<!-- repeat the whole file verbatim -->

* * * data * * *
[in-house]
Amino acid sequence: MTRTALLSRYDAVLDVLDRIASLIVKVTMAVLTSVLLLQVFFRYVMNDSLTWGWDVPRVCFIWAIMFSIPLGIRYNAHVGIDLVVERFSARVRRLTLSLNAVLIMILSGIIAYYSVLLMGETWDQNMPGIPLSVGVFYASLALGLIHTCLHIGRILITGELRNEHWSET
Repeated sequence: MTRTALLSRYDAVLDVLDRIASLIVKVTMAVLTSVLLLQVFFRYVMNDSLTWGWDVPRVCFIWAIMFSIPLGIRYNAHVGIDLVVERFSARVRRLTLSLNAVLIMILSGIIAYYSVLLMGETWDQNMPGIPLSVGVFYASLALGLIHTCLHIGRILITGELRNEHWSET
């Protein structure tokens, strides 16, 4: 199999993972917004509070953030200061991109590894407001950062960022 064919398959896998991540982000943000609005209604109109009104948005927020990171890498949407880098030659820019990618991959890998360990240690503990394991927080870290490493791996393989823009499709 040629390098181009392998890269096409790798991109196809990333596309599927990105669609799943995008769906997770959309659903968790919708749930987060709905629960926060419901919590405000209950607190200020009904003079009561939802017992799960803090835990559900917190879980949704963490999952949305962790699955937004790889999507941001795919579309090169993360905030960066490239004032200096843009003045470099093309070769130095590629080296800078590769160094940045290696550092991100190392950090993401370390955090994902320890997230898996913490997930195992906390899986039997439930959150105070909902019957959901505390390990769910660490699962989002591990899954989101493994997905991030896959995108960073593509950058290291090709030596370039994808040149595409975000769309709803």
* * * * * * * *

[in-house]
Amino acid sequence: MTRTALLSRYDAVLDVLDRIASLIVKVTMAVLTSVLLLQVFFRYVMNDSLTWGWDVPRVCFIWAIMFSIPLGIRYNAHVGIDLVVERFSARVRRLTLSLNAVLIMILSGIIAYYSVLLMGETWDQNMPGIPLSVGVFYASLALGLIHTCLHIGRILITGELRNEHWSET
Repeated sequence: MTRTALLSRYDAVLDVLDRIASLIVKVTMAVLTSVLLLQVFFRYVMNDSLTWGWDVPRVCFIWAIMFSIPLGIRYNAHVGIDLVVERFSARVRRLTLSLNAVLIMILSGIIAYYSVLLMGETWDQNMPGIPLSVGVFYASLALGLIHTCLHIGRILITGELRNEHWSET
């Protein structure tokens, strides 16, 4: 199999993972917004509070953030200061991109590894407001950062960022 064919398959896998991540982000943000609005209604109109009104948005927020990171890498949407880098030659820019990618991959890998360990240690503990394991927080870290490493791996393989823009499709 040629390098181009392998890269096409790798991109196809990333596309599927990105669609799943995008769906997770959309659903968790919708749930987060709905629960926060419901919590405000209950607190200020009904003079009561939802017992799960803090835990559900917190879980949704963490999952949305962790699955937004790889999507941001795919579309090169993360905030960066490239004032200096843009003045470099093309070769130095590629080296800078590769160094940045290696550092991100190392950090993401370390955090994902320890997230898996913490997930195992906390899986039997439930959150105070909902019957959901505390390990769910660490699962989002591990899954989101493994997905991030896959995108960073593509950058290291090709030596370039994808040149595409975000769309709803």